Tuesday, July 14, 2015
Album Review: Vattnet Viskar – Settler
Spending months rather than weeks writing this latest effort allowed the band to really stretch themselves. Bassist Casey Aylward explains: “I think we had a lot of time in the studio to mess around with details and textures… we were diving into different territories a lot on this record”. This extra time taken meant they were keen to find a producer who could bring the most out of the wealth of this fresh-sounding material and so they searched out Sanford Parker (Yob, Twilight). He certainly seems to have given the music more colour than much of their previous material and has retained the visceral edge that so defines them.
Firing us into a squall of feedback, “Dawnlands” sets the pace with classic lines and dark portents before “Colony” picks up the baton and introduces a strident, battle-hardened groove to proceedings. Here, the lyrics begin to disintegrate into binary and the structure and pacing quick-steps between the track’s many facets. Like some bizarre, mutated combination of Lamb Of God’s “Straight For The Sun”, Isis’ “Wavering Radiant” and Steak Number Eight’s “Photonic”, the magical post-doom of “Yearn” settles into a memorable, cyclical riff accompanied by a roared vocal hook. It takes just these three tracks together for us to establish our place upon Settler‘s musical roundabout.
Like its neighbour, the accurately-titled “Glory” similarly takes its influence from the post-metal kinks of Isis, yet summons their more explosive side, piling raging power on top of Nicholas Thornbury’s maniacal, howled vocal. It pitches us straight into the slowly-emerging structure and hefty theatrics of the truly epic “Heirs”. It’s a track that whisks us from speeding metallic grunt to drifting melodics and barbarous, deathly grooves before finally cramming us into the closing dynamic oblivion of something truly special.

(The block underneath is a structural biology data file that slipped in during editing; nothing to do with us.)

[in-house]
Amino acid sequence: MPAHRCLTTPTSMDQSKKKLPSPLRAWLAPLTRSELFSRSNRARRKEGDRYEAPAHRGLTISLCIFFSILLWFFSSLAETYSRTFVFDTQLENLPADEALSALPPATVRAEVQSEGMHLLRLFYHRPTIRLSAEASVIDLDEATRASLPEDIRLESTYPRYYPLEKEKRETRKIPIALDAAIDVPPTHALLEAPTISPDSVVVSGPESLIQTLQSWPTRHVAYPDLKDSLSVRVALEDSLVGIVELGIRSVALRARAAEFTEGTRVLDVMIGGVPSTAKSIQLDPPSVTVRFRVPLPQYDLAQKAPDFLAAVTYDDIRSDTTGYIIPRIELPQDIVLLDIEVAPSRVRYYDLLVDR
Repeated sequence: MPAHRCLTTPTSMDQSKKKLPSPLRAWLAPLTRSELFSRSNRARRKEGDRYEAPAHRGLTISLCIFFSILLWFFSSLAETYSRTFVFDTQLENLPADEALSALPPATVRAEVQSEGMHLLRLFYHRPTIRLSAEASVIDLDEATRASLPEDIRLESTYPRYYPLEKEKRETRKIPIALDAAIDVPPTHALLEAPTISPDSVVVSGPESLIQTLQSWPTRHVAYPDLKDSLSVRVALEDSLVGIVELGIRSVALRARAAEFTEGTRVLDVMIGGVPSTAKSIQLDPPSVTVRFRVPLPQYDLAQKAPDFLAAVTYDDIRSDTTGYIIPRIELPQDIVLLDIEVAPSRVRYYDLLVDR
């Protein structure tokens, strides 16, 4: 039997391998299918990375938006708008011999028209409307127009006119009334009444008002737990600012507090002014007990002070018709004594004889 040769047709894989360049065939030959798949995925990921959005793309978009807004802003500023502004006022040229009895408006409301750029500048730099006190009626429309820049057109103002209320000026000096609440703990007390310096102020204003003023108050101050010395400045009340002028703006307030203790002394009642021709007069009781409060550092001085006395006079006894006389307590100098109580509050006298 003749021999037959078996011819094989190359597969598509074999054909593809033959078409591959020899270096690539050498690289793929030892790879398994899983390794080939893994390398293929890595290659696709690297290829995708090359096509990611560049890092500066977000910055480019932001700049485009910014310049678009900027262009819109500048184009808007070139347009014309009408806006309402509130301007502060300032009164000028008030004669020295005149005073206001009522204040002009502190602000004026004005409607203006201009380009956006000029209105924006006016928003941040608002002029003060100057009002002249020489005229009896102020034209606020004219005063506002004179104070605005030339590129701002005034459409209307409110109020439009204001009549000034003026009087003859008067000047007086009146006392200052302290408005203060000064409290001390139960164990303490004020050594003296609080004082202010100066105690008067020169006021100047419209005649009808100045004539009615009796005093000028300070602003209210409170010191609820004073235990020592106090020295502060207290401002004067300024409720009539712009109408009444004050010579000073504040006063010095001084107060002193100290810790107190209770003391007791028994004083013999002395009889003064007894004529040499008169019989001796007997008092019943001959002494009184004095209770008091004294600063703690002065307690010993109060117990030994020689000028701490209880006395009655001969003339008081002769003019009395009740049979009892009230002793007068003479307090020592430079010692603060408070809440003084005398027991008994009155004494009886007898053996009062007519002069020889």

Most certainly there are weaknesses in the album, but these are confined to the odd disrupting stumble between segues and a failure to fully-integrate the faster, less accessible parts. The fans should be happy with the result but mere passers-by may find themselves alienated by the looser, more ragged hits of “Impact” and the title-track. What cannot be disputed is Vattnet Viskar’s desire to experiment. From the very first glance of that conflicted and emotionally-cutting front cover (a recreated photo of a beaming Christa McAuliffe training for NASA’s ill-fated 1986 Challenger mission) right through to Settler‘s closing combination of melody and feedback, the band are seeking to expand our minds and their own. They toy with a huge concept by applying varying degrees of pacing and atmospherics. The end result isn’t flawless but it is, ultimately, beguiling.